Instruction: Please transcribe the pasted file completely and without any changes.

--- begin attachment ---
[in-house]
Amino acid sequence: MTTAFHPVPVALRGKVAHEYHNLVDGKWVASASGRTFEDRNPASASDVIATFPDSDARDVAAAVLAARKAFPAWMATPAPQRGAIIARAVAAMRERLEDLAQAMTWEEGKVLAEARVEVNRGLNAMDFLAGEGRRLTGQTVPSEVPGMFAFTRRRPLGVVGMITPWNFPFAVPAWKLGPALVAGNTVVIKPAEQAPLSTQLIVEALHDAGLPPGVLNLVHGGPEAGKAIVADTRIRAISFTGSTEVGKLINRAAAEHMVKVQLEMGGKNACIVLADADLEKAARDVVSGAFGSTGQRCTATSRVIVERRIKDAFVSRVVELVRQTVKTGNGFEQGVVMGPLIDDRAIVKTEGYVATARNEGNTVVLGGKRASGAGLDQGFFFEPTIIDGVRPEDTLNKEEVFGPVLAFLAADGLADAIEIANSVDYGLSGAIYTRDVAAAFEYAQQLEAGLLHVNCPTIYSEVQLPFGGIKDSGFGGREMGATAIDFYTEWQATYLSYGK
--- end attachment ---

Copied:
[in-house]
Amino acid sequence: MTTAFHPVPVALRGKVAHEYHNLVDGKWVASASGRTFEDRNPASASDVIATFPDSDARDVAAAVLAARKAFPAWMATPAPQRGAIIARAVAAMRERLEDLAQAMTWEEGKVLAEARVEVNRGLNAMDFLAGEGRRLTGQTVPSEVPGMFAFTRRRPLGVVGMITPWNFPFAVPAWKLGPALVAGNTVVIKPAEQAPLSTQLIVEALHDAGLPPGVLNLVHGGPEAGKAIVADTRIRAISFTGSTEVGKLINRAAAEHMVKVQLEMGGKNACIVLADADLEKAARDVVSGAFGSTGQRCTATSRVIVERRIKDAFVSRVVELVRQTVKTGNGFEQGVVMGPLIDDRAIVKTEGYVATARNEGNTVVLGGKRASGAGLDQGFFFEPTIIDGVRPEDTLNKEEVFGPVLAFLAADGLADAIEIANSVDYGLSGAIYTRDVAAAFEYAQQLEAGLLHVNCPTIYSEVQLPFGGIKDSGFGGREMGATAIDFYTEWQATYLSYGK